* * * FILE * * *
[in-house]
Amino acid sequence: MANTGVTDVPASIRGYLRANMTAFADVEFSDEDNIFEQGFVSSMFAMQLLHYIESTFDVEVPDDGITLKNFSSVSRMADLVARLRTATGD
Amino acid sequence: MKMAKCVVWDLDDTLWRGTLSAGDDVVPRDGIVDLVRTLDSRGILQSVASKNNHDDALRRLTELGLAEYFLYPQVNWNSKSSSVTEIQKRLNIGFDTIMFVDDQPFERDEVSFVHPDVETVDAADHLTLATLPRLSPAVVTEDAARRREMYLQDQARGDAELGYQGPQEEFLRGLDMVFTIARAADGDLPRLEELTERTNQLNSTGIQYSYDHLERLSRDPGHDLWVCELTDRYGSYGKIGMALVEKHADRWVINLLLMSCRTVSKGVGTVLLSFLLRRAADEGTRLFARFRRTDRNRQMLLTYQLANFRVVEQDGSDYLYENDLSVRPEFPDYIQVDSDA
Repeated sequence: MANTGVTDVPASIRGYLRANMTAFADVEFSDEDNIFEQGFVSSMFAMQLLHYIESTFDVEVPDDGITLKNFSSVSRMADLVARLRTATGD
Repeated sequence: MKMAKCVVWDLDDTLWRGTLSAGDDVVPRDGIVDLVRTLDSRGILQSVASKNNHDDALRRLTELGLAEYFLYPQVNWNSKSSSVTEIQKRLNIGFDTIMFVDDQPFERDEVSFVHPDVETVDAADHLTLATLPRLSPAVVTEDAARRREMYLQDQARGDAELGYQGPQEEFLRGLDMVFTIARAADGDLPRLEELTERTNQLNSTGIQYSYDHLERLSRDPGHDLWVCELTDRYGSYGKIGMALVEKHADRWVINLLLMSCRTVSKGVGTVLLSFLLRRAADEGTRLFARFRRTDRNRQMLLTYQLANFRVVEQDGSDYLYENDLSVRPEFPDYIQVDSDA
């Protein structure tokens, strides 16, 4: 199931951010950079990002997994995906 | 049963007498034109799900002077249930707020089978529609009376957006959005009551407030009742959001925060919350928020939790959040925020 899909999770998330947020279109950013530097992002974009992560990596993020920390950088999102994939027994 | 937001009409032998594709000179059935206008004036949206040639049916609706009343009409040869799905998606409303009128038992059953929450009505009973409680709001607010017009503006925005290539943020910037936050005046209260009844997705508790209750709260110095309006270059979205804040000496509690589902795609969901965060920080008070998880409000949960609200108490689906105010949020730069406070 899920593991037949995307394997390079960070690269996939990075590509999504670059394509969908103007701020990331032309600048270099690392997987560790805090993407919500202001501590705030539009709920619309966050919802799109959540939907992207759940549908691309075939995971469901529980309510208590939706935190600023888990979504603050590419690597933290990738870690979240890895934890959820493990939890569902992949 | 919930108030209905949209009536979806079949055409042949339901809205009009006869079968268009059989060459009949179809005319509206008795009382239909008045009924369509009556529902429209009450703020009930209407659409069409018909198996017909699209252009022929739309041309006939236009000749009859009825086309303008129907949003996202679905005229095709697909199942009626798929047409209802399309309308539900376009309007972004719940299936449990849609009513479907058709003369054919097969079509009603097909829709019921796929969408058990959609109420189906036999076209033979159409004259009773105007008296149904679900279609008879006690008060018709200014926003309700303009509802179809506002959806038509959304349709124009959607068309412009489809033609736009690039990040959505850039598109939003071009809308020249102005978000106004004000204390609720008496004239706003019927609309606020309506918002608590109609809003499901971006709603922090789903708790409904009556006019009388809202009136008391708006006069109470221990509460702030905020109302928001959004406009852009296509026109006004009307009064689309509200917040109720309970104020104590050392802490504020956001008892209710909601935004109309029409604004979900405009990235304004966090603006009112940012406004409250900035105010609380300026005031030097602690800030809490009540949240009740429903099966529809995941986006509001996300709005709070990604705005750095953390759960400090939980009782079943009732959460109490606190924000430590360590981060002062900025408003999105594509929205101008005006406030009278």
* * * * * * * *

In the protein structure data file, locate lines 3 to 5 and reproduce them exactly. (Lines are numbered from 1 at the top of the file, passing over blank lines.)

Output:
Amino acid sequence: MKMAKCVVWDLDDTLWRGTLSAGDDVVPRDGIVDLVRTLDSRGILQSVASKNNHDDALRRLTELGLAEYFLYPQVNWNSKSSSVTEIQKRLNIGFDTIMFVDDQPFERDEVSFVHPDVETVDAADHLTLATLPRLSPAVVTEDAARRREMYLQDQARGDAELGYQGPQEEFLRGLDMVFTIARAADGDLPRLEELTERTNQLNSTGIQYSYDHLERLSRDPGHDLWVCELTDRYGSYGKIGMALVEKHADRWVINLLLMSCRTVSKGVGTVLLSFLLRRAADEGTRLFARFRRTDRNRQMLLTYQLANFRVVEQDGSDYLYENDLSVRPEFPDYIQVDSDA
Repeated sequence: MANTGVTDVPASIRGYLRANMTAFADVEFSDEDNIFEQGFVSSMFAMQLLHYIESTFDVEVPDDGITLKNFSSVSRMADLVARLRTATGD
Repeated sequence: MKMAKCVVWDLDDTLWRGTLSAGDDVVPRDGIVDLVRTLDSRGILQSVASKNNHDDALRRLTELGLAEYFLYPQVNWNSKSSSVTEIQKRLNIGFDTIMFVDDQPFERDEVSFVHPDVETVDAADHLTLATLPRLSPAVVTEDAARRREMYLQDQARGDAELGYQGPQEEFLRGLDMVFTIARAADGDLPRLEELTERTNQLNSTGIQYSYDHLERLSRDPGHDLWVCELTDRYGSYGKIGMALVEKHADRWVINLLLMSCRTVSKGVGTVLLSFLLRRAADEGTRLFARFRRTDRNRQMLLTYQLANFRVVEQDGSDYLYENDLSVRPEFPDYIQVDSDA